The ever-growing series of traditional artworks is grabbing everyone’s attention for its beauty and humour.

One of the many things we love about Japan is the way that art blends into everyday public life. Whether it’s custom-wrapped trains, plastic food replicas, or Hello Kitty-adorned construction sites, everywhere you look there are eye-catching images that inadvertently grab our attention.

One place that’s particularly well-known for its arty posters and banners is the Japanese rail system. Here, we’ve seen “manner posters” that ask commuters to refrain from things like eating and manspreading, but now there’s a brand new type of manner poster on the rail network that’s got everyone talking.

Inspired by traditional ukiyo-e woodblock prints, the new series from Seibu Railways is called “Denshanai Meiwaku-zue (電車内迷惑図絵), a title in line with traditional ukiyo-e naming conventions, which translates to “Picture of Annoyances Inside the Train”.

▼ The first poster in the collection is “Please let others sit comfortably“.

The second print in the series, called “Please turn down your volume“, features groups of chattering animals, harking back to the style of Kawanabe Kyōsai (1831–1889), an acclaimed caricaturist known for his images of demons and animals.

The third instalment in the series is “Please do not rush onto the trains“. This beautiful sakura-themed print features the star of a well-known ukiyo-e painting from 1794 called “Otani Oniji III in the Role of the Servant Edobei”, which was painted by Tōshūsai Sharaku. The top-knotted gent with the splayed hands has now been inserted into a set of train carriage doors, with his dramatic expression making him an example of what not to do when boarding a train.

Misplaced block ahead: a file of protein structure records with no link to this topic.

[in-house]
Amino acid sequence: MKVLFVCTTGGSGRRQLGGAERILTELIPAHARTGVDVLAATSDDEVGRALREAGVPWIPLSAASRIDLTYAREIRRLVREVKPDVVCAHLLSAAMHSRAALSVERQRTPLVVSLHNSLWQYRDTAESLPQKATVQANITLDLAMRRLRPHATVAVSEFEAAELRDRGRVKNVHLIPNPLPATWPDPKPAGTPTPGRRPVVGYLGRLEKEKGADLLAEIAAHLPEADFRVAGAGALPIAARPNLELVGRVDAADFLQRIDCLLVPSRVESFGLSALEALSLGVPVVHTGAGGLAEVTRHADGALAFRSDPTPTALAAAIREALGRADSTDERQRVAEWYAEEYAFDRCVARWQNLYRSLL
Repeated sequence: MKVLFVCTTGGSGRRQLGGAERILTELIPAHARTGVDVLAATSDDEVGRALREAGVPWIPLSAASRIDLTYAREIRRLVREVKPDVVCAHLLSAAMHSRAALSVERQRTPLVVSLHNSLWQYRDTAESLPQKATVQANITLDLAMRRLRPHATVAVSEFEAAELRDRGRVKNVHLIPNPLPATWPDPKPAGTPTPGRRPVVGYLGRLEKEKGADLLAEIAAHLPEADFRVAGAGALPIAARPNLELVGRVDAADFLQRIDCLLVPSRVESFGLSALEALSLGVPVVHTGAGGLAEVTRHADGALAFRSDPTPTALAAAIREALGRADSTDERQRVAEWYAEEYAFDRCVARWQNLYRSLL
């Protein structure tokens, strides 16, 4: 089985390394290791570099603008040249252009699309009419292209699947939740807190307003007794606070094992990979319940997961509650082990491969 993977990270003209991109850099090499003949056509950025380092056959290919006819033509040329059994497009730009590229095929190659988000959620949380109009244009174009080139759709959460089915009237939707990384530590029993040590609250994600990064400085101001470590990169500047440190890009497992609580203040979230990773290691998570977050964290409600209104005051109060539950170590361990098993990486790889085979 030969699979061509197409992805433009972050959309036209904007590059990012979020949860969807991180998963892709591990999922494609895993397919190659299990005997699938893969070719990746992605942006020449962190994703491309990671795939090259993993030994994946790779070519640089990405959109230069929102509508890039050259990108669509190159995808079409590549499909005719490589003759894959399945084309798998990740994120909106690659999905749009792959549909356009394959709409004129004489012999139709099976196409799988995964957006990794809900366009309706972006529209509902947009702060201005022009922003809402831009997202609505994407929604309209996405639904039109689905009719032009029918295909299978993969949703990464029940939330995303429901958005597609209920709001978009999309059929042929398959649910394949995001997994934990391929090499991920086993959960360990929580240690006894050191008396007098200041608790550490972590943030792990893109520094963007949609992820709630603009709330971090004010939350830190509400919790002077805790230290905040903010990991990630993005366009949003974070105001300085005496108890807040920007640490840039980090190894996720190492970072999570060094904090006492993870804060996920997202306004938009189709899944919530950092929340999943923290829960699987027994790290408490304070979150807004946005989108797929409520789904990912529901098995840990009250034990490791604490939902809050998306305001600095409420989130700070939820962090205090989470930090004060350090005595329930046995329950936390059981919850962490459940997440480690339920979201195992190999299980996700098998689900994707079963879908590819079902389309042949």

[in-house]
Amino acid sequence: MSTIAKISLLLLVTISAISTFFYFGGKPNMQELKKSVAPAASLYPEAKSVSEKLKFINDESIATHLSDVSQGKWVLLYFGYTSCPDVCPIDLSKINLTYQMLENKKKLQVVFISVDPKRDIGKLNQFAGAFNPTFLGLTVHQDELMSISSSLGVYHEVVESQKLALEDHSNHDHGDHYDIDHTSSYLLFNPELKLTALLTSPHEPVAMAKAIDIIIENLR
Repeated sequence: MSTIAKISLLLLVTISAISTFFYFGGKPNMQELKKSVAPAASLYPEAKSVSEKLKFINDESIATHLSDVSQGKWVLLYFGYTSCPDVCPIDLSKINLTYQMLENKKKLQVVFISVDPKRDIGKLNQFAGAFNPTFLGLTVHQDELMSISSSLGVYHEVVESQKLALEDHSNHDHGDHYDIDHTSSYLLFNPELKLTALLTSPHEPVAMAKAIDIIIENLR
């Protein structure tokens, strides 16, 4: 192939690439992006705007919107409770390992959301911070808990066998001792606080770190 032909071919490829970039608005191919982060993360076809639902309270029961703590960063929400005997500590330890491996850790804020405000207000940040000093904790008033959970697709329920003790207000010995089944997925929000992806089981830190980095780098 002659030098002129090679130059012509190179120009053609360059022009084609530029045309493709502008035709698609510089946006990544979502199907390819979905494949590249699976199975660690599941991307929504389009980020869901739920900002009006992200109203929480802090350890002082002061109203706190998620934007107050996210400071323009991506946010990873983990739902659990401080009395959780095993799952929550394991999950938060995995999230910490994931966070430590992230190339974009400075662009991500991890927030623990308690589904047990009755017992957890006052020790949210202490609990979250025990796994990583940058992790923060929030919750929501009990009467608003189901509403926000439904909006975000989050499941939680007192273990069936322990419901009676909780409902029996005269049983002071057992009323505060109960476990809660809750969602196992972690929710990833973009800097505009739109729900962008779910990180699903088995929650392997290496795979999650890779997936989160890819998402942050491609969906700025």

▼ The new Edo-era style posters with a “ukiyo-e touch” can be found on banners inside train carriages…

▼ And at train stations on the Seibu rail network.

Seibu Railways have been releasing one new poster in the series seasonally, so we’re looking forward to seeing more of these intriguing new designs in the future. Judging by other Japanese rail etiquette campaigns, we still need to be cautioned about things like wearing backpacks and walking while using smartphones, so we can’t wait to see what that looks like in the world of ukiyo-e!

Source: Artist Database
Featured image: Seibu Group (edited by RocketNews24)

Insert images: Seibu Group